2. Were you afraid to let your family and friends know?

3. If you told them you were an atheist or agnostic, how did they react?Does not apply to me.

4. Other than the obvious one (you believe God does not exist and/or it is impossible to know whether God exists), what are your "beefs" with religion?Every one claims they got it right.

5. Have other people tried to proselytize you to convert to their faith? Which faith(s)? Did any of their arguments seem persuasive, or were they hokey?I only met like 5 religious people of that kind IRL. Three of them saw me closing the door after they asked if I read the bible, two of them were accusing me and my friend of blasphemy after he asked me "what's with Julian" and they understood "hallelujah".

6. As an atheist or agnostic, what book is your favorite on the subject?Not a topic of my interest.

7. Which agnostic/atheist authors do you respect? Which don't you respect?Depends on their books?

8. Of the philosophies out there that aren't religious, which one's your fave?Determinism.

9. Which do you think is just as hokey as traditional religious philosophies?So, traditional religious philosophies are hokey?

10. What is your highest value in life? What do you treasure most?Life.

Bimmerman
05-08-2009, 12:30 PM
1. When did you first become/find out/decide you were an atheist/agnostic?

Kinda always have been. Never went to church as a kid, never felt the need to. I suppose you can file me as an apathetic atheist

2. Were you afraid to let your family and friends know?

No. My extended family is religious, quite so in fact, but the issue never came up. Why would they or I care about my religious faith?

3. If you told them you were an atheist or agnostic, how did they react?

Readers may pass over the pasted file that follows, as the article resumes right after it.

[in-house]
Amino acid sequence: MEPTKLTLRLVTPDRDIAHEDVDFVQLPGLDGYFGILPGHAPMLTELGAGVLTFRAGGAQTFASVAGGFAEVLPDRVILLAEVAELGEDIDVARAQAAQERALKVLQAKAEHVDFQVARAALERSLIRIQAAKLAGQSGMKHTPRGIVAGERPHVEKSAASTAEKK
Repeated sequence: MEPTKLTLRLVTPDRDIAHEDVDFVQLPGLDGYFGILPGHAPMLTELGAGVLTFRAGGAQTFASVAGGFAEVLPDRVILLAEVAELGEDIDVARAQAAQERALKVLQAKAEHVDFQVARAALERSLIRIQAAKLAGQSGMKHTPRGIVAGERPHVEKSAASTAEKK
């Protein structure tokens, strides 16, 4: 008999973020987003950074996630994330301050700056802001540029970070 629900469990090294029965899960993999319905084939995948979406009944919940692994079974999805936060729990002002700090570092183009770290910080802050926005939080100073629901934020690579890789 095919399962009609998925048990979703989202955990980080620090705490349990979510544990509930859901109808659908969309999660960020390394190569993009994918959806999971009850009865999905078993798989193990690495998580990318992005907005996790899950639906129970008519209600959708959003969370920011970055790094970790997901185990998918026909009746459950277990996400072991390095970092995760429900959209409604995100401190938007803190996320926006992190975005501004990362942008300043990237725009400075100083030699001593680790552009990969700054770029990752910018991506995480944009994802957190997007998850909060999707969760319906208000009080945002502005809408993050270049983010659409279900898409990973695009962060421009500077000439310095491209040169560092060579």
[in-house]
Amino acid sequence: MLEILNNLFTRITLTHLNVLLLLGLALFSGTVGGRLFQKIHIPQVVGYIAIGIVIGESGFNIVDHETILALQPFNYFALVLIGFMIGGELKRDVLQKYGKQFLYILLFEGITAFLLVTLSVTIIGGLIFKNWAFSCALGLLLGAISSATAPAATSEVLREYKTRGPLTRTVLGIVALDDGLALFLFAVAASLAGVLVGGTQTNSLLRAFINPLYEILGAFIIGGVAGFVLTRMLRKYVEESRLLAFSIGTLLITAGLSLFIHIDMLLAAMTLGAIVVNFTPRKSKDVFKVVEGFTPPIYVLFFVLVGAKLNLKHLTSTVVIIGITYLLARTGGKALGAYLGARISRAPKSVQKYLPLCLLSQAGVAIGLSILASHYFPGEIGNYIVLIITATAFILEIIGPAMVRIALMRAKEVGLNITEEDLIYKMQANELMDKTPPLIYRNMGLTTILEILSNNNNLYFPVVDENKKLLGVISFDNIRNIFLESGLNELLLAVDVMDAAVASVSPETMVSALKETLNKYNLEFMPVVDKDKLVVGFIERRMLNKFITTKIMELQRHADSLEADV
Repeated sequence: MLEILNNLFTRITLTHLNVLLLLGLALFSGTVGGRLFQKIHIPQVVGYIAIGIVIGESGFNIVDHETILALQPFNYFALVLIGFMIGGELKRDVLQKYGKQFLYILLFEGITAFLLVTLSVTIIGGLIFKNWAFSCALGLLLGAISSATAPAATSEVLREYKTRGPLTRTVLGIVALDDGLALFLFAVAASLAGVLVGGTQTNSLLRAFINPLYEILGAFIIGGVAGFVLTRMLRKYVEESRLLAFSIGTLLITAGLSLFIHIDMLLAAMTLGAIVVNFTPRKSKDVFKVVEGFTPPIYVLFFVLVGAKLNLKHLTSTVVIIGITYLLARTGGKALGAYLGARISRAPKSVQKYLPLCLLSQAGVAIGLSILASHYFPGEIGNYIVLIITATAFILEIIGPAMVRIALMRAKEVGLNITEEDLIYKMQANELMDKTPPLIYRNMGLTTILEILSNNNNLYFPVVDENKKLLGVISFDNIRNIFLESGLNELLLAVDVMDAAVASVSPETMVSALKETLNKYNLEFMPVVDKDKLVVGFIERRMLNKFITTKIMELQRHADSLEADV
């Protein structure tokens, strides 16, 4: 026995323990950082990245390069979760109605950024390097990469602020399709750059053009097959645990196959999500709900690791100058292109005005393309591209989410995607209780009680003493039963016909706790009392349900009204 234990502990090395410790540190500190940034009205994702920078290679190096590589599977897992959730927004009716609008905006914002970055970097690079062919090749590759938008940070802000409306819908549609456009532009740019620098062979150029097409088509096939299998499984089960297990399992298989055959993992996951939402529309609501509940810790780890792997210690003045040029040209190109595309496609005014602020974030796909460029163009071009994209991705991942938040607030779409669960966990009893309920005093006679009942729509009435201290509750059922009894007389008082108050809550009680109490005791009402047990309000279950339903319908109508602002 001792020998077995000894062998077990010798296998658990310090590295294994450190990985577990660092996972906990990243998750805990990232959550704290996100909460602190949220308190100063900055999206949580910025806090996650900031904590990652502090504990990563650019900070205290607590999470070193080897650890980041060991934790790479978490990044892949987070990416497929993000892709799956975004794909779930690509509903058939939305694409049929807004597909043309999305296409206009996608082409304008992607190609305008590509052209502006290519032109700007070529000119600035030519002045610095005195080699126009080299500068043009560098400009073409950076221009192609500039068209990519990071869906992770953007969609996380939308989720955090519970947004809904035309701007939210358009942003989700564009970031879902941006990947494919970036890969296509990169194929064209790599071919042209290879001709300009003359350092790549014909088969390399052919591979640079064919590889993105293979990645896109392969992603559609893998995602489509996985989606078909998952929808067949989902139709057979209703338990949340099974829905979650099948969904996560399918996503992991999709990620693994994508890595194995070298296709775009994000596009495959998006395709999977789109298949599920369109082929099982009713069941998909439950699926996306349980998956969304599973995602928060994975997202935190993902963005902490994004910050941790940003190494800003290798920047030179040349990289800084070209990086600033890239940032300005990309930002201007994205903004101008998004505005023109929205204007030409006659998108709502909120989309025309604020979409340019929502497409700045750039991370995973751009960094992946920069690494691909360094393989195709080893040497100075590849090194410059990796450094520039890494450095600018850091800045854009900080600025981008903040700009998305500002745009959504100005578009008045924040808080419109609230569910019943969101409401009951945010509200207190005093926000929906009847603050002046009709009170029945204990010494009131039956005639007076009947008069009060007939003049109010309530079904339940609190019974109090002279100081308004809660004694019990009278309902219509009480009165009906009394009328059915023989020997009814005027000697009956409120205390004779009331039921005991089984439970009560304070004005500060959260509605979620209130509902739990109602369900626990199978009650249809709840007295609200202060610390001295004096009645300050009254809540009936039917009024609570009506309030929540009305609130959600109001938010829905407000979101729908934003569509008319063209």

I never told anyone. I honestly don't care if extended family knows. My parents and brother aren't super religious, and don't care. There are far more important things to worry about.

4. Other than the obvious one (you believe God does not exist and/or it is impossible to know whether God exists), what are your "beefs" with religion?

This is why I call myself an apathetic atheist. I. Don't. Care. If there's a God. I have no particular beef with religion. I have never felt the need for (or presence of) a supreme being, and thus don't subscribe to any religion. I despise the atheists and agnostics that go around attacking religious people and trying to explain everything with "logic" and "science." The facts may support you, but what is logical about requiring someone else to kowtow to your beliefs when they have their own belief system that works? I don't get it.

5. Have other people tried to proselytize you to convert to their faith? Which faith(s)? Did any of their arguments seem persuasive, or were they hokey?

Yes. Friends have. I just smile and nod and eventually ignore them or make some crass comment if they won't stop. Religion (or lack of) is personal; I don't want to hear how you found Jesus, and I bet you don't want to hear how happy I am not caring about religion. Different strokes for different folks.

6. As an atheist or agnostic, what book is your favorite on the subject?

I have no desire to pick up a book by the Dawkins-esque authors of the world, only to have them preach atheism and the illogical-ness of religion to me as if they were Catholic or Evangelical preachers. I find it all distasteful.

My answer's simple-- I don't read atheist books, I read for fun.

7. Which agnostic/atheist authors do you respect? Which don't you respect?